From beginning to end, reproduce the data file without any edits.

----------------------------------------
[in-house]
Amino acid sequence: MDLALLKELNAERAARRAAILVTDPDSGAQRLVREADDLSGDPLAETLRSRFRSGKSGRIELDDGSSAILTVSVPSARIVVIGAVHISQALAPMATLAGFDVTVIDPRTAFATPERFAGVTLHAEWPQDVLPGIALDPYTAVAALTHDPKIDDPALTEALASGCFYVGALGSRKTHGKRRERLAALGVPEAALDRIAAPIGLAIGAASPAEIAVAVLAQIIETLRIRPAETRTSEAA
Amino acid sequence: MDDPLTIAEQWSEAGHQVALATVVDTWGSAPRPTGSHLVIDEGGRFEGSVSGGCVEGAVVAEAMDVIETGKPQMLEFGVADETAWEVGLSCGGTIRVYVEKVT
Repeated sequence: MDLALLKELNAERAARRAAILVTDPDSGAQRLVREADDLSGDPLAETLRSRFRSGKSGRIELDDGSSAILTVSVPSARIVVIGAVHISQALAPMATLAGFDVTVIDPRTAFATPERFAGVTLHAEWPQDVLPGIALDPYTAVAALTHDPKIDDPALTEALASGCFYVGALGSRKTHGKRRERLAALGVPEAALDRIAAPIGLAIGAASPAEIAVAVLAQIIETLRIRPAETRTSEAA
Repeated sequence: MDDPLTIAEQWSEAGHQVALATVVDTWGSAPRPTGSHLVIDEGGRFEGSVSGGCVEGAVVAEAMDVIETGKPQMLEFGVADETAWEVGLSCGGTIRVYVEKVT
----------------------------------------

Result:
[in-house]
Amino acid sequence: MDLALLKELNAERAARRAAILVTDPDSGAQRLVREADDLSGDPLAETLRSRFRSGKSGRIELDDGSSAILTVSVPSARIVVIGAVHISQALAPMATLAGFDVTVIDPRTAFATPERFAGVTLHAEWPQDVLPGIALDPYTAVAALTHDPKIDDPALTEALASGCFYVGALGSRKTHGKRRERLAALGVPEAALDRIAAPIGLAIGAASPAEIAVAVLAQIIETLRIRPAETRTSEAA
Amino acid sequence: MDDPLTIAEQWSEAGHQVALATVVDTWGSAPRPTGSHLVIDEGGRFEGSVSGGCVEGAVVAEAMDVIETGKPQMLEFGVADETAWEVGLSCGGTIRVYVEKVT
Repeated sequence: MDLALLKELNAERAARRAAILVTDPDSGAQRLVREADDLSGDPLAETLRSRFRSGKSGRIELDDGSSAILTVSVPSARIVVIGAVHISQALAPMATLAGFDVTVIDPRTAFATPERFAGVTLHAEWPQDVLPGIALDPYTAVAALTHDPKIDDPALTEALASGCFYVGALGSRKTHGKRRERLAALGVPEAALDRIAAPIGLAIGAASPAEIAVAVLAQIIETLRIRPAETRTSEAA
Repeated sequence: MDDPLTIAEQWSEAGHQVALATVVDTWGSAPRPTGSHLVIDEGGRFEGSVSGGCVEGAVVAEAMDVIETGKPQMLEFGVADETAWEVGLSCGGTIRVYVEKVT